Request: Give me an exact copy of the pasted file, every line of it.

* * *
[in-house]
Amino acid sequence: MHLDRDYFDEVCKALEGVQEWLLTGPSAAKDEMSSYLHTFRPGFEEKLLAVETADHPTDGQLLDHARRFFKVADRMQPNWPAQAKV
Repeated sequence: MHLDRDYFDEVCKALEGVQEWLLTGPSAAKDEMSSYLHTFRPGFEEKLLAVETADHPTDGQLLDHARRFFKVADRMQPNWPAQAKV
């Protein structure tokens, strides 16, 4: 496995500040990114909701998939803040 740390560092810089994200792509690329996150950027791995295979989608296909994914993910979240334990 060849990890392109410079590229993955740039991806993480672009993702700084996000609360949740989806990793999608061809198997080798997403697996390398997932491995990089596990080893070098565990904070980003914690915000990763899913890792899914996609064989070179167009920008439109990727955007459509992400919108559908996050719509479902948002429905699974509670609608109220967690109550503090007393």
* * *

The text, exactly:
[in-house]
Amino acid sequence: MHLDRDYFDEVCKALEGVQEWLLTGPSAAKDEMSSYLHTFRPGFEEKLLAVETADHPTDGQLLDHARRFFKVADRMQPNWPAQAKV
Repeated sequence: MHLDRDYFDEVCKALEGVQEWLLTGPSAAKDEMSSYLHTFRPGFEEKLLAVETADHPTDGQLLDHARRFFKVADRMQPNWPAQAKV
């Protein structure tokens, strides 16, 4: 496995500040990114909701998939803040 740390560092810089994200792509690329996150950027791995295979989608296909994914993910979240334990 060849990890392109410079590229993955740039991806993480672009993702700084996000609360949740989806990793999608061809198997080798997403697996390398997932491995990089596990080893070098565990904070980003914690915000990763899913890792899914996609064989070179167009920008439109990727955007459509992400919108559908996050719509479902948002429905699974509670609608109220967690109550503090007393």